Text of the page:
Hearing Loss

Hearing Loss

Individuals that experience reduced hearing resulting from a problem to one or more parts of their ear might be suffering from hearing loss. Affecting individuals of all ages, this occurs when sound waves are not able to travel completely through the entirety of the external ear canal up to the vibration of the eardrum. This can also extend to the cochlea which might not be stimulated to transmit signals to the auditory nerves (hearing nerves) and finally the brain for processing.

There are currently three types of hearing loss;

Conductive hearing loss - occurs when sound waves are not transmitted properly from the outside environment to the cochlea
Presbycusis - is the hearing loss that occurs with ageing
Sensorineural hearing loss - occurs when the cochlea or auditory nerves are damaged
There may be various reasons that lead to obstructive hearing loss, but these commonly include:

Drugs - including certain antibiotics and cancer drugs, can damage some of the hearing nerves or the sensory cells of the cochlea, and therefore lead to otitis media (a group of inflammatory diseases of the middle ear).

Problems affecting the external ear canal, eardrum, middle ear bones, or middle ear space.

Chronic diseases or trauma can cause the eardrum to burst, or the middle ear bones to be dislodged, damaged or fixed.

Middle ear infections, also known as otitis media. Otitis media occurs due to a variety of causes including increasing age, inner ear viral and bacterial infections (mumps, measles, influenza), ménière disease (inner ear disorder that affects balance and hearing), and damage to the sensory cells in the cochlea due to acute or chronic exposure to loud noises.

Blockage due to wax or foreign objects, which can also lead to infection.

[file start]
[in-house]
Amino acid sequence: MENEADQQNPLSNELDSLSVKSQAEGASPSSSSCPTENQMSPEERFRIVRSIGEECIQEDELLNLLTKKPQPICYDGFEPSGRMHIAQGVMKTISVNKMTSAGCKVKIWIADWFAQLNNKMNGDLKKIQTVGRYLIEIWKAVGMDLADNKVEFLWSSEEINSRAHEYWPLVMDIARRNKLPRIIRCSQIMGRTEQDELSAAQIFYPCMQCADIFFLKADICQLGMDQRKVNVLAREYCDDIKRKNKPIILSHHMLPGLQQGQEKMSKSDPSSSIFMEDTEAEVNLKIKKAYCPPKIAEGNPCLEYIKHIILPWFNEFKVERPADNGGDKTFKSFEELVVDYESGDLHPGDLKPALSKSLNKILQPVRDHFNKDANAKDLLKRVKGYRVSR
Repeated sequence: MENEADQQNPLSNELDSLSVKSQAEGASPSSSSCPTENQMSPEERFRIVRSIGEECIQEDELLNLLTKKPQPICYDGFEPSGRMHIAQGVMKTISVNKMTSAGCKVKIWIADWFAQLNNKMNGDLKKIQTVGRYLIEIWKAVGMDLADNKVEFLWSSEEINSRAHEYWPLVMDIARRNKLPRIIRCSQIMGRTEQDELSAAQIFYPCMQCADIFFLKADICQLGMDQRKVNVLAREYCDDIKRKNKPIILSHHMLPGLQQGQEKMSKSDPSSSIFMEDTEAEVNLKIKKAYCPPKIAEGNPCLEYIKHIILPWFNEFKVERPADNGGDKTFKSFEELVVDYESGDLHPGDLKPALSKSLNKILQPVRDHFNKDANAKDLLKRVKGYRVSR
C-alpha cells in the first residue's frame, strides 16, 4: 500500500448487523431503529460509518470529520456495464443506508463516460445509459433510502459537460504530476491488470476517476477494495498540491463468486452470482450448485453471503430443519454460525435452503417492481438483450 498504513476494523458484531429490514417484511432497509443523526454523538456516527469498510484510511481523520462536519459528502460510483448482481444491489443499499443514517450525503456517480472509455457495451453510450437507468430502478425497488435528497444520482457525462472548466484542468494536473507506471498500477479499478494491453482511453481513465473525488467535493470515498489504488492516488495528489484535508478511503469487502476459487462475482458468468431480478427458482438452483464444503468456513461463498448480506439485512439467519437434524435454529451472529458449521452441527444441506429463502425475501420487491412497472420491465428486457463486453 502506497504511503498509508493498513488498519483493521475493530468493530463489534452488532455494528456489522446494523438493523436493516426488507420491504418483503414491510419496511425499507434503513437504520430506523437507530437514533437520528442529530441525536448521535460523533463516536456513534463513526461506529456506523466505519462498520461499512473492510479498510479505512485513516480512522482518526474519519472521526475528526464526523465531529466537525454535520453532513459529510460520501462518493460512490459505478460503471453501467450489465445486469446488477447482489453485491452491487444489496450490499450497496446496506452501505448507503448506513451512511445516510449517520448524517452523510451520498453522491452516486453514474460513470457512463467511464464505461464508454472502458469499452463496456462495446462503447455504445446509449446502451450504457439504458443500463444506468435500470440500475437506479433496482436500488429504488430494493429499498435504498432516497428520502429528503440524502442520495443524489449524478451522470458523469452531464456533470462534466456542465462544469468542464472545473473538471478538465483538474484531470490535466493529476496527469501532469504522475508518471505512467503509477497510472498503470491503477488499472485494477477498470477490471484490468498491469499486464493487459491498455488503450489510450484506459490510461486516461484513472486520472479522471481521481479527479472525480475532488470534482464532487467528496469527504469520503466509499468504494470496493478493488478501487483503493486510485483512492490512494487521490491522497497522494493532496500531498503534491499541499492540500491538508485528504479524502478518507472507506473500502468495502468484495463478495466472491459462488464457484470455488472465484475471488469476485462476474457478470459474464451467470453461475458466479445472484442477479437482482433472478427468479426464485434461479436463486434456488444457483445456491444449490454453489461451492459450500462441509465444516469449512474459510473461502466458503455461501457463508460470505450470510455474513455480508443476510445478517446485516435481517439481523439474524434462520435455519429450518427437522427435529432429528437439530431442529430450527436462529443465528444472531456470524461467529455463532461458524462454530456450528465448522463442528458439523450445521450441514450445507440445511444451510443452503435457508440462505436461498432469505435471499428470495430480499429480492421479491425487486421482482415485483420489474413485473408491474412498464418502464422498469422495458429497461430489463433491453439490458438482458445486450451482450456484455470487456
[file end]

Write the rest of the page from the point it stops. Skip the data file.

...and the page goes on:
Ranging to sudden or gradual onset, hearing loss can affect one or both of an individual's ears and their symptoms include:

Difficulty understanding what other people are saying, especially against background noise
Earache and ear discharge due to ear infections
Frequently asking for directions or conversations to be repeated
Ringing in the ears (tinnitus)
Speaking louder than normal
Spinning sensations (vertigo)
Withdrawal from conversations
Treatment is possible and completely depends on the type of hearing loss experienced. Your specialist will evaluate your condition in order to provide you with the most accurate form of treatment available:

If hearing loss is caused by ear wax build-up or a foreign body in the ear canal, your ENT surgeon can remove it under a microscope.
If hearing loss is caused by an external ear infection, you may be prescribed some topical antibiotics.
If hearing loss is caused by a burst eardrum, your treatment will target the underlying cause. Surgical repair may be necessary to fix a burst eardrum if it is not repaired within three months, or if you suffer from frequent ear infections and associated ear discharge.
If hearing loss is caused by certain medications, your doctor will prescribe different medications or ask you to stop taking them.
If hearing loss is caused by ageing (presbycusis), there is no cure. Your ENT specialist might recommend a hearing aid depending on your condition. Otherwise treatment will be aimed at protecting your hearing as much as possible to slow down further loss.

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